how about a socket or FIFO of some sort? i know those break a lot of semantics (e.g. [ -f /tmp/fifo ] fails in bash) but they could be a solution...

Modern systems tend to have quite a large disk cache, so it's quite possible that going via a temp file on disk is not going to use a lot of disk IO to write and read it when the read and write occur fairly close together.

true. there are also in-memory files that could be used, although I don't think this would work across different process spaces.

The main benefit from streaming would probably be if it could run the download and the upload concurrently.

for me, the main benefit would be to deal with low disk space conditions, which is quite common on my machines: i often cram the disk almost to capacity with good stuff i want to listen to later... git-annex allows me to freely remove stuff when i need the space, but it often means i am close to 99% capacity on the media drives i use.

But that would only be a benefit sometimes. With an asymmetric connection, saturating the uplink tends to swamp downloads. Also, if download is faster than upload, it would have to throttle downloads (which complicates the remote API much more), or buffer them to memory (which has its own complications).

that is true.

Streaming the download to the upload would at best speed things up by a factor of 2. It would probably work nearly as well to upload the previously downloaded file while downloading the next file.

presented like that, it's true that the benefits of streaming are not good enough to justify the complexity - the only problem is large files and low local disk space... but maybe we can delegate that solution to the user: "free up at least enough space for one of those files you want to transfer".

[... -J magic stuff ...]

And there is a complication with running that at the same time as eg git annex get of the same file. It would be surprising for get to succeed (because copy has already temporarily downloaded the file) and then have the file later get dropped. So, it seems that copy --from --to would need to stash the content away in a temp file somewhere instead of storing it in the annex proper.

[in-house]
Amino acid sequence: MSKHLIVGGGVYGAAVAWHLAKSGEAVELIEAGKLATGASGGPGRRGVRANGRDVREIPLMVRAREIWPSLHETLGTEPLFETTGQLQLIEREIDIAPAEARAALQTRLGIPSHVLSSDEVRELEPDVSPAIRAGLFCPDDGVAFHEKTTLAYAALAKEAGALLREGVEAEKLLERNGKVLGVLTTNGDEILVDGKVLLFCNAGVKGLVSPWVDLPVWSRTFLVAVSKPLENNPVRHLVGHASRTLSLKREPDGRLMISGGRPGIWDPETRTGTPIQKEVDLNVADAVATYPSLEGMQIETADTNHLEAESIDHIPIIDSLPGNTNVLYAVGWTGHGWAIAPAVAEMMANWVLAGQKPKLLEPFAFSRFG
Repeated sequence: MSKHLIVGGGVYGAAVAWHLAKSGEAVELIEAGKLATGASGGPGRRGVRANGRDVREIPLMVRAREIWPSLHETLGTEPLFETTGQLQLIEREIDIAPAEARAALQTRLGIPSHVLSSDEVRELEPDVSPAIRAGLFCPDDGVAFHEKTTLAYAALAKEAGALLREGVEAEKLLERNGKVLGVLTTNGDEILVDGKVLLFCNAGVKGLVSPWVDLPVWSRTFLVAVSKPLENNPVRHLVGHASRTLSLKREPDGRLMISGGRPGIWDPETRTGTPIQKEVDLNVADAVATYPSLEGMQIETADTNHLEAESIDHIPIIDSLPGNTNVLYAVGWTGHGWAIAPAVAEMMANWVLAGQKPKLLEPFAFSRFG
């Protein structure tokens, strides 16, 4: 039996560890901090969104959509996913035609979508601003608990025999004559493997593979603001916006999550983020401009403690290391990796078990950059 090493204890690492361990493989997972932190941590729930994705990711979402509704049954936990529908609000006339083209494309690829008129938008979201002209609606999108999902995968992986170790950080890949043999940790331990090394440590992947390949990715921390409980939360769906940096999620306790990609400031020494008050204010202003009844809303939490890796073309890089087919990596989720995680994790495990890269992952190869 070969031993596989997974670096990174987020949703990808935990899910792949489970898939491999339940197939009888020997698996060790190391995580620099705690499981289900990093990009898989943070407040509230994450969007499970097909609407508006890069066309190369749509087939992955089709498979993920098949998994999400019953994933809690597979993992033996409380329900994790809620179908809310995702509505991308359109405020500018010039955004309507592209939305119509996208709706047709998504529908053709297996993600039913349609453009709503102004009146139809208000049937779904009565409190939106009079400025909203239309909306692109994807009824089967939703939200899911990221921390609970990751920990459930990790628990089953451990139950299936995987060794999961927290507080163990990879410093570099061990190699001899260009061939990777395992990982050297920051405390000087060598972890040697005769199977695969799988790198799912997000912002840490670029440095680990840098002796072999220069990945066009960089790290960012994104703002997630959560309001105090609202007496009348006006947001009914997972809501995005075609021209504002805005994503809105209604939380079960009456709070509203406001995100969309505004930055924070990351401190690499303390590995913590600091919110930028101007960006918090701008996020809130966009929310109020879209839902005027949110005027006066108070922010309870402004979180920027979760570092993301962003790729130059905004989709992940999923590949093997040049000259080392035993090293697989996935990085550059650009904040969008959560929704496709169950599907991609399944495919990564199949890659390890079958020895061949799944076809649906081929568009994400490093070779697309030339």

My thoughts exactly: actually copying the files to the local repo introduces all sorts of weird --numcopies nastiness and race conditions, it seems to me.

thanks for considering this!

Comment by anarcat Thu Sep 22 12:43:11 2016

Here's my use case (much simpler)

Three git repos:

desktop: normal checkout, source of almost all annexd files, commits, etc.. The only place I run git annex commands. Not enough space to stored all annexed files

main_external: bare git repo, stores all annext file contents, but no file tree. Usually connected. Purpose: primary backups

old_external: like main_external, except connected only occasionally.

I periodically copy from desktop to main_external. That's all well and good.

The tricky part is when I plug in old_external and want to get everything on there. It's hard to get content onto old_external that is stored only on main_external. That's when I want to:

git annex copy --from=main_external --to=old_external --not --in old_external

Note that this would not copy obsolete data (ie only referenced from old git commits) stored in old_external. I like that.

To work around the lack of that feature, I try to keep coppies on desktop until I've had a chance to copy them to both external drives. It's good for numcopies, but I don't like trying to keep track of it, and I wish I could choose to let there be just one copy of things on main_external for replaceable data.

Comment by JasonWoof Thu Sep 22 00:40:07 2016